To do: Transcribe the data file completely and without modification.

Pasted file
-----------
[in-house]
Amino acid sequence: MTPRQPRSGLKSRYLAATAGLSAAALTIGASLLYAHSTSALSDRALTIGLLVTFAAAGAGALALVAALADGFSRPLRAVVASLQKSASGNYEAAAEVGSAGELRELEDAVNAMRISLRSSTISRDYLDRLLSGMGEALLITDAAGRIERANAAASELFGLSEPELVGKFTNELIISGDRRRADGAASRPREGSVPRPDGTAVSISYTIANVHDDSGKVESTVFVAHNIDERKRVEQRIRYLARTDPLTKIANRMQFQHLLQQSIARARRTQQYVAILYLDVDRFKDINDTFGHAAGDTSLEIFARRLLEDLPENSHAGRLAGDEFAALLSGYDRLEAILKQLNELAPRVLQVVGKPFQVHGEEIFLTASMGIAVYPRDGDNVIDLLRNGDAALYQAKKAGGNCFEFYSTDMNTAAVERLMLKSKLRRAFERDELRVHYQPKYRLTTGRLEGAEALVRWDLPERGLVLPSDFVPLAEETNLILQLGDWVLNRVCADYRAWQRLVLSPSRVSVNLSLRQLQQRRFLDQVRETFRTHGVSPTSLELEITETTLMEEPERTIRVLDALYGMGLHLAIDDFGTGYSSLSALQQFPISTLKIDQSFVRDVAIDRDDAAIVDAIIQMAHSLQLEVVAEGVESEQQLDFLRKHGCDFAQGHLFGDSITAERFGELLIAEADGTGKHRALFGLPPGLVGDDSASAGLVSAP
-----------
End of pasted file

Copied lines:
[in-house]
Amino acid sequence: MTPRQPRSGLKSRYLAATAGLSAAALTIGASLLYAHSTSALSDRALTIGLLVTFAAAGAGALALVAALADGFSRPLRAVVASLQKSASGNYEAAAEVGSAGELRELEDAVNAMRISLRSSTISRDYLDRLLSGMGEALLITDAAGRIERANAAASELFGLSEPELVGKFTNELIISGDRRRADGAASRPREGSVPRPDGTAVSISYTIANVHDDSGKVESTVFVAHNIDERKRVEQRIRYLARTDPLTKIANRMQFQHLLQQSIARARRTQQYVAILYLDVDRFKDINDTFGHAAGDTSLEIFARRLLEDLPENSHAGRLAGDEFAALLSGYDRLEAILKQLNELAPRVLQVVGKPFQVHGEEIFLTASMGIAVYPRDGDNVIDLLRNGDAALYQAKKAGGNCFEFYSTDMNTAAVERLMLKSKLRRAFERDELRVHYQPKYRLTTGRLEGAEALVRWDLPERGLVLPSDFVPLAEETNLILQLGDWVLNRVCADYRAWQRLVLSPSRVSVNLSLRQLQQRRFLDQVRETFRTHGVSPTSLELEITETTLMEEPERTIRVLDALYGMGLHLAIDDFGTGYSSLSALQQFPISTLKIDQSFVRDVAIDRDDAAIVDAIIQMAHSLQLEVVAEGVESEQQLDFLRKHGCDFAQGHLFGDSITAERFGELLIAEADGTGKHRALFGLPPGLVGDDSASAGLVSAP